In an interview, Hannah Anderson talked about her alleged abductor, James Lee DiMaggio. But the interview is unlikely to end suspicions about various details in the case.
Jesse Grant/NBC News/REUTERS
In her first broadcast interview since FBI sharpshooters killed alleged abductor James Lee DiMaggio, teenager Hannah Anderson has explained some of the details about her relationship with the man said to be “like an uncle” to her.
While law enforcement authorities have continued to insist that Hannah was “a victim in every sense of the word,” questions about her activities leading up to what has been portrayed as her rescue in an Idaho wilderness have persisted.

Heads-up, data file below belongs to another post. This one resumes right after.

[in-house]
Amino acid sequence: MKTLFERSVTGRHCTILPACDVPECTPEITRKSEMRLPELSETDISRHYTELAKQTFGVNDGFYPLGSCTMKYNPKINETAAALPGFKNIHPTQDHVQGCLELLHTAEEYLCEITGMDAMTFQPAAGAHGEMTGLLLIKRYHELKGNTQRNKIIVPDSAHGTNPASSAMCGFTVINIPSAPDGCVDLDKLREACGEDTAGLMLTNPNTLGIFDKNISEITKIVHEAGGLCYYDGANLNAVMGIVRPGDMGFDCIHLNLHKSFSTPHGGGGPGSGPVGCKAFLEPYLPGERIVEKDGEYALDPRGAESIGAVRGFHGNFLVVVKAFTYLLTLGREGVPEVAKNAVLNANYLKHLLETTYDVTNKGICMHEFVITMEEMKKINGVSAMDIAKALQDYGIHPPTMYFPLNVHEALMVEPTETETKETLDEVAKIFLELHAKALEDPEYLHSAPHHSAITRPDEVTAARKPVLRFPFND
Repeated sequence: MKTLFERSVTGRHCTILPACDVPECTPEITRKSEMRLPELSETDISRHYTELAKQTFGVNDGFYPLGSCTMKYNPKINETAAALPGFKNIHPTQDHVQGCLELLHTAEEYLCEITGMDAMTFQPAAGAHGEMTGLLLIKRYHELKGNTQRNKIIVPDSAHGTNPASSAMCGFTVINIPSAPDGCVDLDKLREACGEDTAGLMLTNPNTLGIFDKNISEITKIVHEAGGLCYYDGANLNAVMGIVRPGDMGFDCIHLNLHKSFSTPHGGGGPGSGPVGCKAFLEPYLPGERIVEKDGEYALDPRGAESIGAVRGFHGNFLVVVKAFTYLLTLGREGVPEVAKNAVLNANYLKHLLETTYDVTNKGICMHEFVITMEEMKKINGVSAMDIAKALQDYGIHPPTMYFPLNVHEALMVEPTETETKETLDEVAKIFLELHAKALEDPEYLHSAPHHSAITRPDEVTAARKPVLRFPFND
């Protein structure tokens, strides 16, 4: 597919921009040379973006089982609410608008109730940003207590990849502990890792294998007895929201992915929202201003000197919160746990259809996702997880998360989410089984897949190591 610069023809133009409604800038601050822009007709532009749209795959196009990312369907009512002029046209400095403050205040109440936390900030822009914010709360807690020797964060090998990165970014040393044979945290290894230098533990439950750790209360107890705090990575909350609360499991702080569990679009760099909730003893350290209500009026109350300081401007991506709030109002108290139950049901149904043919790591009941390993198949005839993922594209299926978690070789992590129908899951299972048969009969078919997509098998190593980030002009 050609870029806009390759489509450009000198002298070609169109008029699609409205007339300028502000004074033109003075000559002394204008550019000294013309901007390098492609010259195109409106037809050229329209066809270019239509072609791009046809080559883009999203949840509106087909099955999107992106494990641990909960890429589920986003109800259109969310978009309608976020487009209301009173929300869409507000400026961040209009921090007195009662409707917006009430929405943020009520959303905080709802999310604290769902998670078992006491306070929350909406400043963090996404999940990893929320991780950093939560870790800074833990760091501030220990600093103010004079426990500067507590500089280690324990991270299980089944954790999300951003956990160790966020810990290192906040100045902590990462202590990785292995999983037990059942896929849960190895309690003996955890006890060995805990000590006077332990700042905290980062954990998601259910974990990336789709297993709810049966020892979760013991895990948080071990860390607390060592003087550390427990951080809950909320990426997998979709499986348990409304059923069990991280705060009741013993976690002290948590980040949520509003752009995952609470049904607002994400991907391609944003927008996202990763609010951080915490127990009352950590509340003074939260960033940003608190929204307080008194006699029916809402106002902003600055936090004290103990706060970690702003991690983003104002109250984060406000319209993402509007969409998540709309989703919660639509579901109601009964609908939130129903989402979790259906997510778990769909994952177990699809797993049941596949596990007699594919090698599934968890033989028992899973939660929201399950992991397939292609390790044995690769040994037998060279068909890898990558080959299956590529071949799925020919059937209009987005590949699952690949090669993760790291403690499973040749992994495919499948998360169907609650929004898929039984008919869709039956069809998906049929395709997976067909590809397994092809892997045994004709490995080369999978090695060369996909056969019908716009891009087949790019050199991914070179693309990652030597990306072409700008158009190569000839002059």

Why did she and Mr. DiMaggio have at least a dozen cellphone exchanges in the hours before authorities say the older man – against her will – took her north along rural highways through California and Oregon into Idaho?
At what point did she learn that her mother and younger brother had been killed in DiMaggio’s home, which was destroyed some 20 hours later in a fire ignited by timers?
What did she write in the bundle of letters found in DiMaggio’s home?
None of these questions were fully answered in Hannah’s interview on NBC’s “Today” show Thursday.
But the picture that emerges is of a southern California girl, recently turned 16, who in the past had turned to the older longtime family friend when her relationship with her parents hit a rough patch. (Brett and Christina Anderson had separated, and Mr. Anderson had moved to Tennessee.)